Mobile Learning and STEM: Case Studies in Practice
Science learning at the early undergraduate level provides a challenging context with large classes and many complex topics to unpack with the students. The purpose of this qualitative study was to explore: how students use mobile devices for learning in a large, undergraduate classroom; what types of instructional delivery could be used with the devices in this context; and if students were motivated to learn. Classroom observations and semi-structured interviews with the professor were reported and five patterns emerged from these data: connected, personal, multimodal, engaged, and class management. From the overall findings of these data, it would appear that mobile learning can help increase student engagement and motivation in a large, undergraduate, science classroom.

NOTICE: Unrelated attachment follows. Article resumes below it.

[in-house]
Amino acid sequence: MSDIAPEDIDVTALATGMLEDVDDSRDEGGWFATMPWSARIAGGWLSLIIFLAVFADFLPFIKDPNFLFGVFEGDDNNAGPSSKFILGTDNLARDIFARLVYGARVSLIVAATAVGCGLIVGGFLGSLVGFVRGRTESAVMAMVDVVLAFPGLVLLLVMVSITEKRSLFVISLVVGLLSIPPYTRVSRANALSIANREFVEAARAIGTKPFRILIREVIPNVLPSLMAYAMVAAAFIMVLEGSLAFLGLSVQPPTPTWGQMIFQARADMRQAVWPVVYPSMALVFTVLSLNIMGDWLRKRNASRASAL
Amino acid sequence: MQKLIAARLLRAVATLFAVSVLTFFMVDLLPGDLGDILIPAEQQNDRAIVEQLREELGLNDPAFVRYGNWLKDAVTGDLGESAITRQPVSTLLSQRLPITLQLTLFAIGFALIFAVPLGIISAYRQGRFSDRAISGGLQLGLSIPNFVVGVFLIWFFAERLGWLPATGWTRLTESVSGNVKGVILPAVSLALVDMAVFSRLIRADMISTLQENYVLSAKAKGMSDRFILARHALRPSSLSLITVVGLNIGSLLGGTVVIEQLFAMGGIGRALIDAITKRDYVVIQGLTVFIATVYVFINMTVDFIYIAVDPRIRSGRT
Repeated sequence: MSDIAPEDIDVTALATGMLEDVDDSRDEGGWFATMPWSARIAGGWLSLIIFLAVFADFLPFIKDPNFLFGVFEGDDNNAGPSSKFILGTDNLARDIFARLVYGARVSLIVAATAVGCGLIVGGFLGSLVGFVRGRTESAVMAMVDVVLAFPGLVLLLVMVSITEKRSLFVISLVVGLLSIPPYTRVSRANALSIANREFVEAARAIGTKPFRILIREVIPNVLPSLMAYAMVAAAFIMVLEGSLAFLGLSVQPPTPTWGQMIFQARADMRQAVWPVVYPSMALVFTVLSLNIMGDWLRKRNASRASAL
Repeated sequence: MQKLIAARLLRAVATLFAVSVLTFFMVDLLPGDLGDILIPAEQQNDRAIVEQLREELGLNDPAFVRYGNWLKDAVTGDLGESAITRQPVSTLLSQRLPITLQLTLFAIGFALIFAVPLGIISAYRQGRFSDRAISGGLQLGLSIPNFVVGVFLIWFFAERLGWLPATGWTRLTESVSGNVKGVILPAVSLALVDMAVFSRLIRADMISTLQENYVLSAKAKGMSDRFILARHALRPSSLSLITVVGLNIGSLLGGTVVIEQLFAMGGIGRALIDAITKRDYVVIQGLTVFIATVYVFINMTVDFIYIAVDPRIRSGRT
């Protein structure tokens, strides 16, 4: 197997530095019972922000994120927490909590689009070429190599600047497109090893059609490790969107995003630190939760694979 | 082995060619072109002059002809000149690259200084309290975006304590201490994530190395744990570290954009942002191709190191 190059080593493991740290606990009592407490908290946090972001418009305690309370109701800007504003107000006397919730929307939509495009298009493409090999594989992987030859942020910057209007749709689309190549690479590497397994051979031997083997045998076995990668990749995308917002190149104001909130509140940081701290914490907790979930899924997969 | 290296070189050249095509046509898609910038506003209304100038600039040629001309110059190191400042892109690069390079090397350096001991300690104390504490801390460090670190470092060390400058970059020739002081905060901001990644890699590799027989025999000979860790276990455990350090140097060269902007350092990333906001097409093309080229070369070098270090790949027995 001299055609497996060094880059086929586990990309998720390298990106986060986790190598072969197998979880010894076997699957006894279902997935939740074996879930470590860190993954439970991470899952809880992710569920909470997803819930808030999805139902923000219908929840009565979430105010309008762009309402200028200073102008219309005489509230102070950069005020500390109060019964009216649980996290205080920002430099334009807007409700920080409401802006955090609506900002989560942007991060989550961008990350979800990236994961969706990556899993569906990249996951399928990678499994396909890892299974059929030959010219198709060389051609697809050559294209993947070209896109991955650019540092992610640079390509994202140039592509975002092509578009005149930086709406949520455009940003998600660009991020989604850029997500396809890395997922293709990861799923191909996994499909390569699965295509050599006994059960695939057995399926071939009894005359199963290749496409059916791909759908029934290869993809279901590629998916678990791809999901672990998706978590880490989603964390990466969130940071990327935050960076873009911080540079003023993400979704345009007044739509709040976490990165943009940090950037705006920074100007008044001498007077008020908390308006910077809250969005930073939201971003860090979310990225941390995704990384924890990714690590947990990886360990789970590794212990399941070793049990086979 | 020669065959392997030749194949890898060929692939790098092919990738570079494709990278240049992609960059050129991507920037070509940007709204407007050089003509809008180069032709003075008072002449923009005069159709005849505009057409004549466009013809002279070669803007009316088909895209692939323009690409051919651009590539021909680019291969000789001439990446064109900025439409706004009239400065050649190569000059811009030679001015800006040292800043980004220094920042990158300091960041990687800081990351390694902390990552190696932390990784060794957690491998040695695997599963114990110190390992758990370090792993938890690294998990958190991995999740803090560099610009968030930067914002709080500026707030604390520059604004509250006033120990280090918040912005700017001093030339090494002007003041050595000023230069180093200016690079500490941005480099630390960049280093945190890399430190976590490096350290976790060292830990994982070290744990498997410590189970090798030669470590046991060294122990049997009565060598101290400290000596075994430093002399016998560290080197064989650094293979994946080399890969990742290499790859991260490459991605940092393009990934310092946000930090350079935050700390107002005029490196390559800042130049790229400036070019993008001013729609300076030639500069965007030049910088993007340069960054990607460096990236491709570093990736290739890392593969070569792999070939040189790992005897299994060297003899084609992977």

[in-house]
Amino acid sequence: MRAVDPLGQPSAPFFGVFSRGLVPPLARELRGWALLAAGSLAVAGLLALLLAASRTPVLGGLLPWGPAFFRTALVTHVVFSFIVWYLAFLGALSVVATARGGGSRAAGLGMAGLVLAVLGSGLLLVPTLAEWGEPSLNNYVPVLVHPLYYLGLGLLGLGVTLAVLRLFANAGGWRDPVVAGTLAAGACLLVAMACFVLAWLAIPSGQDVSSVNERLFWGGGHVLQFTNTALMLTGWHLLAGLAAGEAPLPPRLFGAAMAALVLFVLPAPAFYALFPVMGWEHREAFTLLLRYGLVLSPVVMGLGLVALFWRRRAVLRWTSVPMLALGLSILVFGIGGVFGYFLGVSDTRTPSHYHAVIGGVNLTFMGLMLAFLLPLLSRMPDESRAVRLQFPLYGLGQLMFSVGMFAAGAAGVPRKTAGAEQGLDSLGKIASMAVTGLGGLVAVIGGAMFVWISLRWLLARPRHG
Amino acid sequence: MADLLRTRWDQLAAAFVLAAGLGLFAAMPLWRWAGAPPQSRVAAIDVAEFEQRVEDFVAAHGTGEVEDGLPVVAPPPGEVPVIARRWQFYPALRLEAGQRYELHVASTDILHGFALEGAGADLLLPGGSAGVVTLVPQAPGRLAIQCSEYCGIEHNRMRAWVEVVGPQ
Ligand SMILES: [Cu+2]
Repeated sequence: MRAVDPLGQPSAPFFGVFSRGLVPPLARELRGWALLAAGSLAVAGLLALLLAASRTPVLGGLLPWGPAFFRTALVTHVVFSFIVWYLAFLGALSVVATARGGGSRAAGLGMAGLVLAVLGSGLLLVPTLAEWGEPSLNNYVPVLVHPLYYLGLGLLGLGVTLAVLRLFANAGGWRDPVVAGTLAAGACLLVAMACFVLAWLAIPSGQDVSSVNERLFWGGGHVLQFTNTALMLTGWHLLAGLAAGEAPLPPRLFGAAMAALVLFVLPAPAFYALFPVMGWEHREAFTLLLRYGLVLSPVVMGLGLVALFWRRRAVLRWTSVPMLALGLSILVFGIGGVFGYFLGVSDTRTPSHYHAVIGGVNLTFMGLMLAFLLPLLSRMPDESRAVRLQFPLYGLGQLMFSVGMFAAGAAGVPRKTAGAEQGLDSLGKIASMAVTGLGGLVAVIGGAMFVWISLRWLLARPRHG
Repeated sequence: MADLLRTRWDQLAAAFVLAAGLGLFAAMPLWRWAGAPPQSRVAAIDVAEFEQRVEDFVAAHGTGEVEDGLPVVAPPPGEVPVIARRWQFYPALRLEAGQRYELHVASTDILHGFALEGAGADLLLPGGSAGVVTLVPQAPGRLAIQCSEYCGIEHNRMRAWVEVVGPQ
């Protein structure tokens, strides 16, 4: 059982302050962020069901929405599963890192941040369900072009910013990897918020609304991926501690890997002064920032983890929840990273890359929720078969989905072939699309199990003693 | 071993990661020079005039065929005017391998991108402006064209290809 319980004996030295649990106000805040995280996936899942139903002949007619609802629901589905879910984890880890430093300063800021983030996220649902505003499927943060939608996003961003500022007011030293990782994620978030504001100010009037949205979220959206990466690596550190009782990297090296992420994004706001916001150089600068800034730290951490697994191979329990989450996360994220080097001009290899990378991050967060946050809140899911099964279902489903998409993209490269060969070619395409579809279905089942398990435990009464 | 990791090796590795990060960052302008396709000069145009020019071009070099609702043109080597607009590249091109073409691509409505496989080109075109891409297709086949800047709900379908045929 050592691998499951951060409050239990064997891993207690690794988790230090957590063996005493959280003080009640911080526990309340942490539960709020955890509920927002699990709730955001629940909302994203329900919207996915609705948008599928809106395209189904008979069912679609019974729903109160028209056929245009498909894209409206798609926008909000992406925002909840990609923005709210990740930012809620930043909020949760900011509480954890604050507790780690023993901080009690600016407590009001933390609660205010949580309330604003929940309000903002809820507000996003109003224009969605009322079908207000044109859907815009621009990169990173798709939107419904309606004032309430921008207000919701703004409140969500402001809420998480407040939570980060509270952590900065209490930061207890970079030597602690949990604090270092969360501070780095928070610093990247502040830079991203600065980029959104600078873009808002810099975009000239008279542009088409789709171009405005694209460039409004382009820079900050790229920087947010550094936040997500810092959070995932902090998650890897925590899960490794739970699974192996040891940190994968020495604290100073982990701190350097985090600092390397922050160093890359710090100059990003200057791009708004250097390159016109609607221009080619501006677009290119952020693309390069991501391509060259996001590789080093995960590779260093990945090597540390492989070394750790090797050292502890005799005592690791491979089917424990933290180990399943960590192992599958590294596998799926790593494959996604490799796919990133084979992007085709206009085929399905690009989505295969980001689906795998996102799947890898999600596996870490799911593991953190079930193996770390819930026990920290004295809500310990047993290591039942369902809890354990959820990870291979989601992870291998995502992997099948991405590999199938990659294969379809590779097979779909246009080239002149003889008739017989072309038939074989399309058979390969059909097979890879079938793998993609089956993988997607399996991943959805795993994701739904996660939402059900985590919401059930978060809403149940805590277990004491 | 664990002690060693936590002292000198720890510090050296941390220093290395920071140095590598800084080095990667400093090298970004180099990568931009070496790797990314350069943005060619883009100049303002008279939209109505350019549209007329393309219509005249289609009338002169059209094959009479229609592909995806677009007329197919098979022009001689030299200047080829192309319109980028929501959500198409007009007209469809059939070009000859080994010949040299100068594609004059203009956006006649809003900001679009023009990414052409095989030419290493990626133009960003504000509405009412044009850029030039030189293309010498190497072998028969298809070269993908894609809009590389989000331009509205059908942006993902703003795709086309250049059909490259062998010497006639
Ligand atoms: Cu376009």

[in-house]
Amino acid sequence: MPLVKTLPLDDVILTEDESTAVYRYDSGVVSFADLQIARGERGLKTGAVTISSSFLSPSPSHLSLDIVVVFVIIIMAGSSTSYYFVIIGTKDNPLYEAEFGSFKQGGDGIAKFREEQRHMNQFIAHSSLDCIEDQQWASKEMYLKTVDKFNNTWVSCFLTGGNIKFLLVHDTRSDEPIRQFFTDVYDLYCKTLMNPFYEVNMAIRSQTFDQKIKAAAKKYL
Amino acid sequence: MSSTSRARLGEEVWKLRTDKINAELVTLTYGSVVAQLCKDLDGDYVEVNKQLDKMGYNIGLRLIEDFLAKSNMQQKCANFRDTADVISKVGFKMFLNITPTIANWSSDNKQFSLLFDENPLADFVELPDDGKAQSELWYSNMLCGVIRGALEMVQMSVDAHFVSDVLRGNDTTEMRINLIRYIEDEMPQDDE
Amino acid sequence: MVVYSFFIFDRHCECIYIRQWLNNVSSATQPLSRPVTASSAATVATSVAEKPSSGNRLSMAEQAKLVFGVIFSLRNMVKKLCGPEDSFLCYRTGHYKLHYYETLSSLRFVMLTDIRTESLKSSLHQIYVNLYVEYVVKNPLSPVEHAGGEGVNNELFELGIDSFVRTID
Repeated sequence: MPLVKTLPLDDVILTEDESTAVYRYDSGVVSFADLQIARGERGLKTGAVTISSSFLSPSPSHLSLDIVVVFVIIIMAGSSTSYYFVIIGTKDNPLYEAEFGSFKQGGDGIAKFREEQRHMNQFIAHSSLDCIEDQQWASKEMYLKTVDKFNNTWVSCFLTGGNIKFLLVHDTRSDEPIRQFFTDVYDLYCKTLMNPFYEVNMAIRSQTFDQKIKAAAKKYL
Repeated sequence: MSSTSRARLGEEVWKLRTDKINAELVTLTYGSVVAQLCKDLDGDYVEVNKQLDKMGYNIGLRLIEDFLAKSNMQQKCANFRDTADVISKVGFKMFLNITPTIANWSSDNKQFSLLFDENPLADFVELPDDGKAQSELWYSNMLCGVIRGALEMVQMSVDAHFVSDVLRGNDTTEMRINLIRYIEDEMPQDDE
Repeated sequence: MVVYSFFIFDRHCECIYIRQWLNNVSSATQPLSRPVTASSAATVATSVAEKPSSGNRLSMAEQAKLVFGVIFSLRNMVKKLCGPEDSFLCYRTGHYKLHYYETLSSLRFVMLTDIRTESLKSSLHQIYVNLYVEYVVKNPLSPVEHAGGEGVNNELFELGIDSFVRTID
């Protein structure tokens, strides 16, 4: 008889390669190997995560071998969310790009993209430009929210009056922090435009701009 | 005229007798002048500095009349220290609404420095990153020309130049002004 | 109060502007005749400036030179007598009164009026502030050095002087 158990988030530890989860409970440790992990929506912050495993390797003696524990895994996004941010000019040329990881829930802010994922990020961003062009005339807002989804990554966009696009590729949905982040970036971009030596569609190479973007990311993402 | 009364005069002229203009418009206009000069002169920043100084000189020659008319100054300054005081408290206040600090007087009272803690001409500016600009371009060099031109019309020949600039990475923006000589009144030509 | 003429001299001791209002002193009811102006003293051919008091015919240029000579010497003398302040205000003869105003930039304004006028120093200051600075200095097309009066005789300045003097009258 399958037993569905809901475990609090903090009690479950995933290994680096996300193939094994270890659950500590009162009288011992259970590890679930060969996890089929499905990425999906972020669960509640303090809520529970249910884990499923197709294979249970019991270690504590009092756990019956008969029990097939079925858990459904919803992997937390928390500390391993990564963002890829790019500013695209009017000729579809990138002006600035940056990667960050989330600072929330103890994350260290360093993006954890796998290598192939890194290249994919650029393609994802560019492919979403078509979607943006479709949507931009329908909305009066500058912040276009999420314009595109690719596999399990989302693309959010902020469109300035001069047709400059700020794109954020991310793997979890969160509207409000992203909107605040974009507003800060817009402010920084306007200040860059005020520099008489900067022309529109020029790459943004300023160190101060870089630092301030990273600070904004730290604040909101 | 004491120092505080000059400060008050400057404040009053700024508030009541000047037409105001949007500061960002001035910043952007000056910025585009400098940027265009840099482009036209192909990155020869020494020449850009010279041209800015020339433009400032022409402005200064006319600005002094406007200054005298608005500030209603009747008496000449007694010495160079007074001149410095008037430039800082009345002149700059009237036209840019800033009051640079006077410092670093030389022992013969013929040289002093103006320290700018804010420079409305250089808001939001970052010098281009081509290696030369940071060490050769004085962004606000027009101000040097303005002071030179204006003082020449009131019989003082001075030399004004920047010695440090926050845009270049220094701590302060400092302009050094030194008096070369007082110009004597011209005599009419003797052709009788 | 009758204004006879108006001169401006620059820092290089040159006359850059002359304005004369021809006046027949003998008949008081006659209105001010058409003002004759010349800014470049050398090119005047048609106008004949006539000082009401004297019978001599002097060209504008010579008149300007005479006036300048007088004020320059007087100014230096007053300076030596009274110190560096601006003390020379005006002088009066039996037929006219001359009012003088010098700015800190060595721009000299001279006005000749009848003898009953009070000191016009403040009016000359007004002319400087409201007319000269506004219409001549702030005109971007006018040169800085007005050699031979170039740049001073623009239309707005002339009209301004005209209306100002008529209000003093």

0000-0002-4879-0991 (Gregory), 0000-0002-1775-8219 (Crompton)
Original Publication Citation
Gregory, K. H., & Crompton, H. (2015). The relationship between mobile learning, instructional delivery, and student motivation in a large undergraduate science class. In H. Crompton & J. Traxler (Eds.), Mobile Learning and STEM: Case Studies in Practice (pp. 162-172). Routledge. https://doi.org/10.4324/9781315745831
Gregory, Kristen H. and Crompton, Helen, "The Relationship Between Mobile Learning, Instructional Delivery, and Student Motivation in a Large Undergraduate Science Class" (2015). Teaching & Learning Faculty Publications. 150.